Years ago, my husband went on vacation with his father to England and Scotland. One thing he marveled at was how civilized, orderly and polite everybody was in public in all parts of the U.K. Nobody honked their horns at other drivers, people created neat, single-file lines, or queues, whenever there was a group waiting for entrance to something, including the bus. There was no huddle of mankind moving en masse towards a door like we do here in the States.
Typically, we Americans are polite about not crowding our way to the front (I said typically - there is always an exception), but can you picture us getting ready to get on a plane, for instance, creating one long, snaking line rather than the group exodus from the terminal onto the entrance ramp? Doesn't happen. We move as one squirming, disorganized organism until each person is eventually dumped into the opening and disappears. Unless there are ropes denoting a single-file line, you rarely see Americans voluntarily lining up, one behind the other. It works for us and usually it's not a problem. We don't think anything of it. But, try that technique in the U.K. and you end up looking ill-bred, rude and greedy, to the point where your mother's reputation could be called into question (although nobody would voice this opinion out loud).
My husband and I have traveled to Scotland twice, the last time just this past May. Our first trip in 2009, we either cabbed around town or walked, but this last trip we decided that riding the City's bus would be almost as convenient as cabbing, and a lot less money. We were right. It was very convenient and it was also a lot of fun riding the bus with locals including school children and a number of senior citizens running their errands. Unlike Sacramento, where I live, buses in Edinburgh run routes frequently and take you practically anywhere you want to go.
One of our first forays into the world of Edinburgh public transit found us at a busy bus stop. While waiting for a bus to arrive, the locals look and act just like anyone else: some people were sitting on the bench in the little sheltered area, others leaning on the sign posts, and some, like us, just standing in the general vicinity of the bus stop. But when the bus pulled up, just like a well choreographed skit, everybody turned or stood up where they were and, voila! They formed a queue.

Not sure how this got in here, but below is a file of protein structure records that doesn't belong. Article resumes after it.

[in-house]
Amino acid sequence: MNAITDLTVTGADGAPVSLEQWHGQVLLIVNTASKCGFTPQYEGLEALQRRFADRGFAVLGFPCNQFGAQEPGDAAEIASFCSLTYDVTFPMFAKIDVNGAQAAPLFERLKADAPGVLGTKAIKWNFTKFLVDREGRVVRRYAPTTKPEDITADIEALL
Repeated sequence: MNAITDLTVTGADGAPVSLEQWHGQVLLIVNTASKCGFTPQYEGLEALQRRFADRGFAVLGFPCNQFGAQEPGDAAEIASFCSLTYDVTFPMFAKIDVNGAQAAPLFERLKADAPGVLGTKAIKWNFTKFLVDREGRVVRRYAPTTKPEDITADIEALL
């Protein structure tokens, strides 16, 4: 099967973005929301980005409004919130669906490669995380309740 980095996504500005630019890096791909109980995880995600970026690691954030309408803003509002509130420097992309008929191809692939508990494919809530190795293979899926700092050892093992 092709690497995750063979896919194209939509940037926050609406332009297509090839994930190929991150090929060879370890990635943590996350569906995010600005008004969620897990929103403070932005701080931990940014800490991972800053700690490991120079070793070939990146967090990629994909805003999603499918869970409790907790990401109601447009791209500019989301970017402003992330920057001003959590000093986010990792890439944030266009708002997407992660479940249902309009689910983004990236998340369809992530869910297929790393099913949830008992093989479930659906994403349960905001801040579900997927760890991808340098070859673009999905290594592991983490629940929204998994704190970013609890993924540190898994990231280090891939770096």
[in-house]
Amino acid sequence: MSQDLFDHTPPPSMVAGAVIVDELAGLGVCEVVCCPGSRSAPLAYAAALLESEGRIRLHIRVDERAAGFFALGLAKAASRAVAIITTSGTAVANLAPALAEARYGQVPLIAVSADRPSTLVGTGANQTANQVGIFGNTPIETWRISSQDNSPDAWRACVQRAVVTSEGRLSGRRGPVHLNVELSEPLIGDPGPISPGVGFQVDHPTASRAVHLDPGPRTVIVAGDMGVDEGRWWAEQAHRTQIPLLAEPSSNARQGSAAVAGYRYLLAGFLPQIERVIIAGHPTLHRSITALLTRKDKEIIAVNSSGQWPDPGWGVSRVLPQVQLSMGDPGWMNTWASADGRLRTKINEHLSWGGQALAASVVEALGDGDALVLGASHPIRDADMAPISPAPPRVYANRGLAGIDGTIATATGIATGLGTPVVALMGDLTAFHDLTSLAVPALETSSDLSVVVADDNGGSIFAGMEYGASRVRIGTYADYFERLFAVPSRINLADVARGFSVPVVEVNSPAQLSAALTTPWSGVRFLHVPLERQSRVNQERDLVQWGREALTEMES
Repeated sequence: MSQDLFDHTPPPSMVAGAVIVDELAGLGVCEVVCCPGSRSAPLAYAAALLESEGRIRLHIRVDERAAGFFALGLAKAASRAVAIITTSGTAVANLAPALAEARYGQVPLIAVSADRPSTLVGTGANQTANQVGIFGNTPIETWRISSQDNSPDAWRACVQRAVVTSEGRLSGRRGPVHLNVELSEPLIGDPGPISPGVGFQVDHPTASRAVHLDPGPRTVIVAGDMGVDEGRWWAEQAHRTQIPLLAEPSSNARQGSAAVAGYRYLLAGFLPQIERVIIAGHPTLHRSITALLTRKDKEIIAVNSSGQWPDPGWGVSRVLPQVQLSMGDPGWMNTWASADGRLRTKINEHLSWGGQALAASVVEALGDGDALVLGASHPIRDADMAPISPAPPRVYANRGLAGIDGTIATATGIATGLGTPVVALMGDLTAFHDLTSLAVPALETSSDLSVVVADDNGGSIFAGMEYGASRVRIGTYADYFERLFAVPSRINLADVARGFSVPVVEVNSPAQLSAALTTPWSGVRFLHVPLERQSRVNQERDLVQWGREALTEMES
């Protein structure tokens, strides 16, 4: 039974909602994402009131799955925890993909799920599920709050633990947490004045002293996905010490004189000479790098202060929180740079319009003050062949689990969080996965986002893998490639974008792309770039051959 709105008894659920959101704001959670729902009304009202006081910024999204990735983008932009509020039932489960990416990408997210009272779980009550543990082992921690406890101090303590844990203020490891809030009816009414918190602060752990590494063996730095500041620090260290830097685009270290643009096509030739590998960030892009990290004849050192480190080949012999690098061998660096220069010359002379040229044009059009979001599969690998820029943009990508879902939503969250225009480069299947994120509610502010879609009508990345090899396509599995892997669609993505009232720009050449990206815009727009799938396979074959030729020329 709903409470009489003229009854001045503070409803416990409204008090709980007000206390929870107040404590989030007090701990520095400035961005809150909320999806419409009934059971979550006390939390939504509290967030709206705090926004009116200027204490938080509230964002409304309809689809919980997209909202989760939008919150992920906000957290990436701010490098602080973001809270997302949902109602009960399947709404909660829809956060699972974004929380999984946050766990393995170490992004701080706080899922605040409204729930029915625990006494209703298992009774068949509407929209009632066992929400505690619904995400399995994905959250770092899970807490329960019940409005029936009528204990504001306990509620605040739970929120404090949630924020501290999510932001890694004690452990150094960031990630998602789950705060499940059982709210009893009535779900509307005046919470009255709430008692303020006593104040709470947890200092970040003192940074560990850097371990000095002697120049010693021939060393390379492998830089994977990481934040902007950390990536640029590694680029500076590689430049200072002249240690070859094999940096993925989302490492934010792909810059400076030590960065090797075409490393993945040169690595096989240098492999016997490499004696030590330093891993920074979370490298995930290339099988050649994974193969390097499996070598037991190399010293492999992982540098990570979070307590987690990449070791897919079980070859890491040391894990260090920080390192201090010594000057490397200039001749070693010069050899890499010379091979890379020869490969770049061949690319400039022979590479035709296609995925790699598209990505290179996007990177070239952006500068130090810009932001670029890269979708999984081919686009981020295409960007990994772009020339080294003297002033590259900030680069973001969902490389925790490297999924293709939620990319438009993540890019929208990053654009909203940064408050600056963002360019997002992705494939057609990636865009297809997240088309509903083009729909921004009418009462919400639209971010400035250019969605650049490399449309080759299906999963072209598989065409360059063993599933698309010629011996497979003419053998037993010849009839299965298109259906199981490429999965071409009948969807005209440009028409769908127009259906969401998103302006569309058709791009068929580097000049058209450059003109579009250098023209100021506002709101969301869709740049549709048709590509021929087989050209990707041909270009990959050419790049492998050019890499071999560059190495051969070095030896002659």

If my husband and I had attended rehearsal instead of going out for haggis, we would have known what to do at the stop when our bus pulled up. I mean, if you're already standing and you just happen to be smack in front of where the bus doors open (accidentally, I might add) even though you arrived at the stop much later than the others, what's the protocol? Do you fold into the line behind people, or go to the very end, or decide that this is your lucky day and you're first? I was stumped, but I passively decided to just stay put (mistake #1) and turned to face the bus's open door rather than wandering down the line. A sturdy little woman with a head scarf and a folded umbrella standing next to me, the "real" first person in line, was obviously a local and knew the score. I decided I would try to offset mistake #1 by following her lead and not crowding my way onto the bus. I tried to act nonchalant.
As the bus unloaded, I stood back far enough to make room so people could pass by unimpeded. I certainly didn't want to play the role of Ugly American. At a break in the exiting stream of people, My Local Lady and the bus driver exchanged meaningful looks. I waited. The bus driver then said, "Now?" Slowly shaking her head she said firmly, "Not yet." Obviously, this was a little game they shared. I was intrigued. A few more passengers were then deposited onto the sidewalk. The trickle of riders coming out of the bus seemed to have dried up, but still nobody on the street moved toward the door. I was becoming confused.
A fleeting thought that maybe I had misread the entire scene and all these people standing so orderly on the street were not even going to get on the bus after all, caused me to make mistake #2. In my anxious mood (I tend to get overly panicky in foreign countries), I pictured the bus closing its doors and rumbling down the street without us. I then committed the Big Faux Pas: I boldly made a move to get on the bus. My Local Lady said loudly and with certainty, "Not yet." Knowing that she had been speaking to me, I turned to face her and she said with her thick Scottish accent, "We don't get on till everyone has gotten off." (She could've added "you idiot", but she didn't.) I looked back up into the bus and sure enough a few more people made their way down the aisle and plopped out onto the sidewalk. The woman was psychic.
I decided that I had embarrassed myself enough, as well as reflecting poorly on American etiquette, and just waited, trying to look humble. I had been chastised and figured I would pay my penance by boarding last. However, a lovely man, third in line, gallantly stepped back a bit before entering the bus, gesturing with his hand that I was to go ahead of him. Blushing and relieved, I smiled and tried to sound as grateful as I felt as I thanked him.
So what, you may ask, was my husband doing this whole time rather than saving me from myself? Probably standing back, laughing. I've never had the nerve to ask. Since then, I have pretended that the incident never happened.
Bus? What bus?
|Do not attempt to board a bus with this woman!|